|Men's 20km Race Walking||95||1131|
|Men's Overall Ranking||2104||1131|
|Men's 20km Race Walking||90||for 6 weeks|
|Men's Overall Ranking||1799||for 1 week|
|5000 Metres Race Walk||19:29.40||Avangard Stadium, Lutsk (UKR)||15 AUG 2020||1103|
|10,000 Metres Race Walk||39:46.90||Yalta (UKR)||15 OCT 2010||1139|
|10 Kilometres Race Walk||41:18||Lutsk (UKR)||28 JUN 2015||1075|
|20 Kilometres Race Walk||1:19:55||Lugano (SUI)||18 MAR 2012||1193|
|5000 Metres Race Walk||19:26.1h||Kiev (UKR)||09 JAN 2017||1107|
|10,000 Metres Race Walk||39:20.52||Sumy (UKR)||20 FEB 2010||1158|
|20 Kilometres Race Walk||1:21:55||Antalya (TUR)||06 MAR 2021||1150|
|2020||19:29.40||Avangard Stadium, Lutsk (UKR)||15 AUG 2020|
|2010||39:46.90||Yalta (UKR)||15 OCT 2010|
|2009||39:56.0h||Mukachevo (UKR)||31 OCT 2009|
|2015||41:18||Lutsk (UKR)||28 JUN 2015|
|2010||41:22||Bacúch (SVK)||25 SEP 2010|
|2009||42:27||Saransk (RUS)||19 SEP 2009|
|2007||45:13||Kiev (UKR)||18 MAY 2007|
|2006||43:02||Ivano-Frankivsk (UKR)||30 SEP 2006|
|2021||1:21:55||Antalya (TUR)||06 MAR 2021|
|2020||1:21:12||Alytus (LTU)||18 SEP 2020|
|2016||1:21:21||Roma (ITA)||07 MAY 2016|
|2015||1:23:03||Oleksandriya (UKR)||13 JUN 2015|
|2012||1:19:55||Lugano (SUI)||18 MAR 2012|
|2011||1:21:34||Lugano (SUI)||20 MAR 2011|
|2010||1:22:23||Lugano (SUI)||14 MAR 2010|
|2009||1:22:24||Sumy (UKR)||13 JUN 2009|
|2008||1:24:21||Sumy (UKR)||07 JUN 2008|
|2007||1:29:38||Yevpatoriya (UKR)||17 MAR 2007|
|2006||1:37:15||Sumy (UKR)||02 JUN 2006|
|2016/17||19:26.1h||Kiev (UKR)||09 JAN 2017|
|2011/12||39:49.55||Sumy (UKR)||16 FEB 2012|
|2009/10||39:20.52||Sumy (UKR)||20 FEB 2010|
|1.||20 Kilometres Race Walk||1:22:06||Sumy (UKR)||18 JUN 2011|
|1.||10,000 Metres Race Walk||39:20.52||Sumy (UKR)||20 FEB 2010|
|06 MAR 2021||Turkish Race Walking Ch., Antalya||TUR||B||F||OC||1:21:55|
|20 MAR 2021||Ukrainian Winter Race Walking Ch., Lutsk||UKR||F||F||3.||1:24:54|
Focus on Athletes biographies are produced by the IAAF Communications Dept, and not by the IAAF Statistics and Documentation Division. If you have any enquiries concerning the information, please use the Contact IAAF page, selecting ‘Focus on Athletes Biographies’ in the drop down menu of contact area options.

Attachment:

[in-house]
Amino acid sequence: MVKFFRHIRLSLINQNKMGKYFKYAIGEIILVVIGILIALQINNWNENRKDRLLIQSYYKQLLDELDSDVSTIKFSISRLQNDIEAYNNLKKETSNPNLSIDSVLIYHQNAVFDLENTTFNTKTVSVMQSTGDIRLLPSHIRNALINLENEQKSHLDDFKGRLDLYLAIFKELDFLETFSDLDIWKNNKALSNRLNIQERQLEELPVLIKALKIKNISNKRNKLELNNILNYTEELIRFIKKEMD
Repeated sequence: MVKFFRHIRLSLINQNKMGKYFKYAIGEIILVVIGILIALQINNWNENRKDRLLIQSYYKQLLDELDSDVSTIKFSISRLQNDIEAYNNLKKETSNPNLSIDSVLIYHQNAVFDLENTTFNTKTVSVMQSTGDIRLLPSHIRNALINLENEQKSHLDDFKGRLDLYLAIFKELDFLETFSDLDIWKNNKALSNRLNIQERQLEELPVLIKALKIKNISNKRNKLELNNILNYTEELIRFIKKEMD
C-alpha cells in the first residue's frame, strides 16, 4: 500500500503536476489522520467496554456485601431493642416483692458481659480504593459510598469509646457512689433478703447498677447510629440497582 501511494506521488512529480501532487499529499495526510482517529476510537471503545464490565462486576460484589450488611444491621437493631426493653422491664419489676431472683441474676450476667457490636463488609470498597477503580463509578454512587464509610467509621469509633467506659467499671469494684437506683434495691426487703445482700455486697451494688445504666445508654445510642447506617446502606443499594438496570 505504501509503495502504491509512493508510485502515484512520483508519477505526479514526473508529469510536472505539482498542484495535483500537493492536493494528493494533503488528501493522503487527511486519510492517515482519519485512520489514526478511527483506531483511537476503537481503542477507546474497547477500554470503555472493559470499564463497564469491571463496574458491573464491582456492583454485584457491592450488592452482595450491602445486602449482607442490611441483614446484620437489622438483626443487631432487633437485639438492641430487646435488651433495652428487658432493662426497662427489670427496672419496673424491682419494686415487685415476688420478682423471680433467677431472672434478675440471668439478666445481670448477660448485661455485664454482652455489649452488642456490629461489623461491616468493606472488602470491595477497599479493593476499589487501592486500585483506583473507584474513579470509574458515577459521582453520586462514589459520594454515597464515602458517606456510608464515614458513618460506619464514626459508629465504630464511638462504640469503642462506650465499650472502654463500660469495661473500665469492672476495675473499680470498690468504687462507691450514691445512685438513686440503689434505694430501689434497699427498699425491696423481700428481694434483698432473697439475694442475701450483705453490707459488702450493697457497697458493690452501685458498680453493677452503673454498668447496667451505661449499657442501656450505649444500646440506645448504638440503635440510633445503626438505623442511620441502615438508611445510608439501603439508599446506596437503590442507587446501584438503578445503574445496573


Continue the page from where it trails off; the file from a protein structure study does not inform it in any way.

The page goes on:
Updated 18 April 2014
Nazar KOVALENKO, Ukraine (20 km Race Walk)
Born: 9 February 1987 in Kislyak village Vinnytsya region (central Ukraine)
Lives: Bila Tserkva (Kyiv region)
Coach: Anna Kovalenko, Bertrand Moulinet, Sergiy Martynov
Sport club: Amiens Université Club Athlétisme (France)
Little Nazar Kovalenko changed sports like a fashion-conscious woman changes her gloves. He was interested in football, tae kwon do, break dance, etc. In his 6th year at school, at about 13, Kovalenko switched to ballroom dances and teachers in unison praised his talent. However, living in the family of military man and a military doctor, he had to move from one place to another whenever his parent were transferred.
Aged 15, Nazar Kovalenko joined the athletics group of Aleksandr Fedorenko in Gvardeyskoe township, Dnipropetrovsk region. “To be honest I didn’t like athletics at all, but trainings in the group of my first coach were very special and varied. Although I started to run 800m and 1500m, we studied everything from swimming to all team sports such as basketball, volleyball and football. We played and swam using all professional rules and techniques and it was so interesting and helpful for our intellectual and physical development,” Kovalenko recalls.
After one year of training, Nazar finished second at the regional cross-country championships in his age category and received an invitation from Oleksandr Kapelyan to join his group in Dnipropetrovsk Sport College, where Kovalenko continued his running career and even won the regional youth championships at 800m. Very soon, his coach moved to Israel and Nazar was faced with a choice, either to end his athletics career or to switch to any other event. During one year, he learned the rudiment of race walking and finally moved to Bila Tserkva to train in Svitlana Kudlatska’s group in 2006.
“It was a difficult but very interesting period in my career,” Kovalenko talks. “I was a fanatic at practices. Rigorous technical work and big daily volumes I bore in one breath. Even being a newcomer in Race Walking, I knew well that the conversion from junior to senior sport is the most perilous period, when many athletes had to finish their performances. And I definitely wanted to stay in athletics.”